Yacht interior layout

Discussion in 'Software' started by Polarity, Jan 1, 2002.

  1. Jeff
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    Jeff Moderator

    Steve: How do I create an intersection curve in ProSurf? I'm sure I'm missing something simple, but I've scanned all the menus and the help file and can't find the command to actually create the intersection curve? I presume this would be the easiest way to add a transom as well for example?

    Paul: I gave Biodesign a try but couldn't get the hang of it either. I also found that the hydrostatics module made it so my mouse locked up. Scott also mentioned giving it a try and having a difficult time.

    It's interesting to see DesignCad 3DMax come up. Back in ~1992 I bought DesignCad, but I thought it faded away (I guess I drifted away as I learned how to do 3D in AutoCad.) I haven't heard much if anything about DesignCad until now and didn't realize they were still around - I think I'll have to take a look just to see how far they've come in the past few years.

    Edit: I just found the original 3.5" floppies for the version of DesignCad I had back in 1992 (DesignCad 3-D Version 4.0), and it was not the program I was thinking of when I posted the line about ease of use (which I removed from the above). Back then the animated DesignCad presentation was amazing compared to what else was around, but once I bought the program, I found DesignCad a little too difficult to use and never quite got the hang of it - I actually found AutoCad easier to use by far! Of course, I was just starting with CAD back then. I was using TurboCad for 2d work which was the program I was thinking of when I said "it was extremelly easy to use and faster than Autocad for some things".
     
  2. Stephen Ditmore
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    Stephen Ditmore Senior Member

    DesignCAD

    If you still have your software liscence #, even from that long ago, they may give you the upgrade price. You still get the same software and manual. That's what I like about the company - they believe in providing good value to their repeat customers without a lot of B.S.
     
  3. Steve Hollister
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    Steve Hollister Junior Member

    Jeff,

    In ProSurf, to turn on the calculation and display of a Surface-Surface Intersection (SSI), you need to right click on the surface to display its attribute box and then check the "Surface Intersection" box. Do this for all of the surfaces you wish to show the SSI. Although I think that our SSI calculation routine is the fastest in the industry, it still is very computationally intensive (we dynamically update all intersection curves while dragging edit points on the surface), so you should turn on this option for only those surfaces you need.

    In general, I try to avoid trimming surfaces unless that is the only way to do the job. Trimmed surfaces (for any trimmed NURB surface design program) add a lot of overhead and constraints to a design and make it more difficult to go back and modify a design. If possible, wait to do trimming until the surfaces are just the way you want them. Note that trimming surfaces (in any program) doesn't actually trim off the surface - it just does not draw the trimmed off portion. Although ProSurf has a way to temporarily turn on the edit points of the trimmed portion of a surface to edit its shape, it's best to wait to trim surfaces until the surfaces are just the way you want.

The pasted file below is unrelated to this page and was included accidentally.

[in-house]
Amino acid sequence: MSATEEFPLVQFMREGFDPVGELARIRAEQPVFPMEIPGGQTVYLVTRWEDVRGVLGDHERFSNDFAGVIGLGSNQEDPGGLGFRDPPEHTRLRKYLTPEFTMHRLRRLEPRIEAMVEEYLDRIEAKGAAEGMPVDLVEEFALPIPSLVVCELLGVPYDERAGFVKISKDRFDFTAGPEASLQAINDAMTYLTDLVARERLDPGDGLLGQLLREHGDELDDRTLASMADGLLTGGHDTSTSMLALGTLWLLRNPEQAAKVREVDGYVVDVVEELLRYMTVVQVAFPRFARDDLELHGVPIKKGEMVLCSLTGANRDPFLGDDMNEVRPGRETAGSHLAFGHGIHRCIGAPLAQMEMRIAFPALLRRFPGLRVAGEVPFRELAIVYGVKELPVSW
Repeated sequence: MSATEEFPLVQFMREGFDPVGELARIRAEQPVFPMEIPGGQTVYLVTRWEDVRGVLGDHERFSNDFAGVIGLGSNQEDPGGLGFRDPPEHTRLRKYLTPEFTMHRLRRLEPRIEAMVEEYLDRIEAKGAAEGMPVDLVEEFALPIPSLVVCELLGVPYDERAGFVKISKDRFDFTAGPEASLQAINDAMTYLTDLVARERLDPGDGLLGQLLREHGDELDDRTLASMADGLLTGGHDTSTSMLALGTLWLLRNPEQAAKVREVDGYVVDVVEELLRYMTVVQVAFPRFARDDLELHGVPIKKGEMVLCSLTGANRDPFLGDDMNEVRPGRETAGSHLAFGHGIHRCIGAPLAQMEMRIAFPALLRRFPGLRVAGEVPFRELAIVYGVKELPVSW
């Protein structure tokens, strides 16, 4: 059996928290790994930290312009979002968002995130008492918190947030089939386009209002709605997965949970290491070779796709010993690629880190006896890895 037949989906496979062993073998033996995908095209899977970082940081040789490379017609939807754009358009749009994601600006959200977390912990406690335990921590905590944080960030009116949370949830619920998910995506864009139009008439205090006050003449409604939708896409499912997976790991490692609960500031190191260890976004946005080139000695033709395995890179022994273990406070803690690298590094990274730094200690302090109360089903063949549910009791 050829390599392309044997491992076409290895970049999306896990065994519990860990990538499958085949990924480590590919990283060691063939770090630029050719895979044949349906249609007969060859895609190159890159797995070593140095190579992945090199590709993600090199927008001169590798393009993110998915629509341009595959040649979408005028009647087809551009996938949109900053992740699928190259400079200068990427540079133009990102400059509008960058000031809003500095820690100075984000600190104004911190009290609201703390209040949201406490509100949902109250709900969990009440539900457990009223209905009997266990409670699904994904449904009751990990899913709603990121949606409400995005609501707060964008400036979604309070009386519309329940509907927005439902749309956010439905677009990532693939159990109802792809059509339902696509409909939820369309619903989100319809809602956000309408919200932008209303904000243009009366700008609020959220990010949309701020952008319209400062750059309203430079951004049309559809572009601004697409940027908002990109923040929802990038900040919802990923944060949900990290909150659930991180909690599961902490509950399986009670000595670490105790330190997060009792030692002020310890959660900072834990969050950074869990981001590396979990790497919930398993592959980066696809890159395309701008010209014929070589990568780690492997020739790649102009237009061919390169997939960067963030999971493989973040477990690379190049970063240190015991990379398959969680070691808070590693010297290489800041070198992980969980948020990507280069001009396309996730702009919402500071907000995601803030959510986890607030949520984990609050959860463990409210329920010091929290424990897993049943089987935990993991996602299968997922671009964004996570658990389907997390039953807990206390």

For transoms, trimming works well, but I still like to find ways to bond a surface to the hull to create the transom. That way, there is no trimming overhead and I know that the hull or transom surfaces can be updated without "exploding" or separating surfaces - they remain bonded. BTW, "bonding" is our term for attaching one surface edge to another so that there is no gap between the surfaces and both surfaces update automatically when one of the common edge points is moved. Note that some programs do not let you edit points along a common edge between two surfaces(some call this a polysurf). This would mean that you could not edit points along a chine without the two surfaces separating.

    I am sorry that I am digressing. I could go on all day about these things. See the article I wrote called "The Dirty Little Secrets of Hull Design by Computer" at www.newavesys.com/articles.htm. I discuss a lot of the problems (and benefits) of NURB surfaces. NURB surfaces are the dominant mathematical approach used by software in all areas of CAD for designing smooth surfaces. Although subdivision surfaces have had some success in the animation/game market, NURB surfaces dominate the CAD & mechanical design market.
     
  4. Jeff
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    Jeff Moderator

    Thanks Steve - works like a charm now that I know where to find it.

    I also appreciate your comment about bonded surfaces. I haven't had as much time as I would like to work with the demo yet, and I wasn't fully understanding the power of even the merge point to point command. I didn't realize that if I simply merged the points of the edge of the transom to the edge of the hull that the curves would stay 'bonded'... I was imagining that it would simply lock the points but that the curves would stay separate and thus unmanageable. The way it works is fantastic!
     
  5. Jeff
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    Jeff Moderator

    And thanks Stephen for the DesignCad tip, but I already know of another program that I'm going to buy first ;)

    Fernando: You "imported the hull" into what? DesignCad Max3d? Or? I take it the general deck was done in Maxsurf, just not the deck hardware, railing, mast, wheel, etc? Or was part of the deck done in the other program too?
     
  6. Gades